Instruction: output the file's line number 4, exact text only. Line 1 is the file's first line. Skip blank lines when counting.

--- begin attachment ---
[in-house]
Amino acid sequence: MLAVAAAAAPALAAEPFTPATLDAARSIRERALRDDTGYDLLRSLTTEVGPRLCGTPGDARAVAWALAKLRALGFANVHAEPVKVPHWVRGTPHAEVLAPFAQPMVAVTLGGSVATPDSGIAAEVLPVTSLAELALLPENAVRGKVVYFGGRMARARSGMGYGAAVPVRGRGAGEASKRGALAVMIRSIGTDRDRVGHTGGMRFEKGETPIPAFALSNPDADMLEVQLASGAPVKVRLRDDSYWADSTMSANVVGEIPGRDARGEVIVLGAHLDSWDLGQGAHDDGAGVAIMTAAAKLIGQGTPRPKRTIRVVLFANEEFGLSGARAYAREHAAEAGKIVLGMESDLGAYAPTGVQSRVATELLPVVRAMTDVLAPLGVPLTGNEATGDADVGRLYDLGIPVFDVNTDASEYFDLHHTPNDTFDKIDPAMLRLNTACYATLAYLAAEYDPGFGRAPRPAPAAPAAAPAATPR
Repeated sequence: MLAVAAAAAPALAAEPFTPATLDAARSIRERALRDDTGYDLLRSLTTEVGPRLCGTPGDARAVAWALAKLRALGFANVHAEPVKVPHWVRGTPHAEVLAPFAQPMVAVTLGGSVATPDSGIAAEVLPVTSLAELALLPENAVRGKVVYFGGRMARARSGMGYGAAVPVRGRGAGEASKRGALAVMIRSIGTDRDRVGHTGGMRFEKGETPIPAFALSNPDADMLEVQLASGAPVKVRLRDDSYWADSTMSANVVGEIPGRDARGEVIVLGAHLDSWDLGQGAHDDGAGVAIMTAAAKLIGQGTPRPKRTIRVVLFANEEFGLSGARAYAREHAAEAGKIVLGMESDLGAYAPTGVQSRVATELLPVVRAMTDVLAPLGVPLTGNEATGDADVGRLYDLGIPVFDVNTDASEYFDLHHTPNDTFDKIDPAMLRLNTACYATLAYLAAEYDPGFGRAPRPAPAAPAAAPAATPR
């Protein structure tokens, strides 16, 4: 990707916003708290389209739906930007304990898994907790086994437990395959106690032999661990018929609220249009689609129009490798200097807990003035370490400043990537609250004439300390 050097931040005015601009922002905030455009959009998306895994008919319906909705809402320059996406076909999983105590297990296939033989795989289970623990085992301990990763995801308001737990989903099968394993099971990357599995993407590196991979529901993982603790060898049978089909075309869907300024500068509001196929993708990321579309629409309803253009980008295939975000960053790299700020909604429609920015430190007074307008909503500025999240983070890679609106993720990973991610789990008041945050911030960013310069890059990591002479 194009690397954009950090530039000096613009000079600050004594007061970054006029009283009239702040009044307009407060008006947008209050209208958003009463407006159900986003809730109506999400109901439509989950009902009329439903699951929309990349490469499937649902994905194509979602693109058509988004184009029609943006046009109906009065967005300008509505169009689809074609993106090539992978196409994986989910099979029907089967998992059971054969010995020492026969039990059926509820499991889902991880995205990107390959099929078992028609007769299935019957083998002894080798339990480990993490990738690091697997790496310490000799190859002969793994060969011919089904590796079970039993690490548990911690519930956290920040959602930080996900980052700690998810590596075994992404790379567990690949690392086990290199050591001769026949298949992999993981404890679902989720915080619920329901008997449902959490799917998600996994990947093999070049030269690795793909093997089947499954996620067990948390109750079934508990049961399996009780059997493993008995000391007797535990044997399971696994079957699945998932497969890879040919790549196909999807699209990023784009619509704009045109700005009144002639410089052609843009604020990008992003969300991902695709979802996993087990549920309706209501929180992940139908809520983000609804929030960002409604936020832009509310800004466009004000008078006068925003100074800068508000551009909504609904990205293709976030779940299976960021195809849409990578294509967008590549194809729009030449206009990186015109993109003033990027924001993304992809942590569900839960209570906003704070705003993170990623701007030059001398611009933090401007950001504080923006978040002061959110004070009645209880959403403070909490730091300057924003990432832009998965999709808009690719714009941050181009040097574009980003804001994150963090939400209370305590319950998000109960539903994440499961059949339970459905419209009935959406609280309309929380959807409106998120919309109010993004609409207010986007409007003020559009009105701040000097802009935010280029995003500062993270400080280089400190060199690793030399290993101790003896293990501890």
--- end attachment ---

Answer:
């Protein structure tokens, strides 16, 4: 990707916003708290389209739906930007304990898994907790086994437990395959106690032999661990018929609220249009689609129009490798200097807990003035370490400043990537609250004439300390 050097931040005015601009922002905030455009959009998306895994008919319906909705809402320059996406076909999983105590297990296939033989795989289970623990085992301990990763995801308001737990989903099968394993099971990357599995993407590196991979529901993982603790060898049978089909075309869907300024500068509001196929993708990321579309629409309803253009980008295939975000960053790299700020909604429609920015430190007074307008909503500025999240983070890679609106993720990973991610789990008041945050911030960013310069890059990591002479 194009690397954009950090530039000096613009000079600050004594007061970054006029009283009239702040009044307009407060008006947008209050209208958003009463407006159900986003809730109506999400109901439509989950009902009329439903699951929309990349490469499937649902994905194509979602693109058509988004184009029609943006046009109906009065967005300008509505169009689809074609993106090539992978196409994986989910099979029907089967998992059971054969010995020492026969039990059926509820499991889902991880995205990107390959099929078992028609007769299935019957083998002894080798339990480990993490990738690091697997790496310490000799190859002969793994060969011919089904590796079970039993690490548990911690519930956290920040959602930080996900980052700690998810590596075994992404790379567990690949690392086990290199050591001769026949298949992999993981404890679902989720915080619920329901008997449902959490799917998600996994990947093999070049030269690795793909093997089947499954996620067990948390109750079934508990049961399996009780059997493993008995000391007797535990044997399971696994079957699945998932497969890879040919790549196909999807699209990023784009619509704009045109700005009144002639410089052609843009604020990008992003969300991902695709979802996993087990549920309706209501929180992940139908809520983000609804929030960002409604936020832009509310800004466009004000008078006068925003100074800068508000551009909504609904990205293709976030779940299976960021195809849409990578294509967008590549194809729009030449206009990186015109993109003033990027924001993304992809942590569900839960209570906003704070705003993170990623701007030059001398611009933090401007950001504080923006978040002061959110004070009645209880959403403070909490730091300057924003990432832009998965999709808009690719714009941050181009040097574009980003804001994150963090939400209370305590319950998000109960539903994440499961059949339970459905419209009935959406609280309309929380959807409106998120919309109010993004609409207010986007409007003020559009009105701040000097802009935010280029995003500062993270400080280089400190060199690793030399290993101790003896293990501890």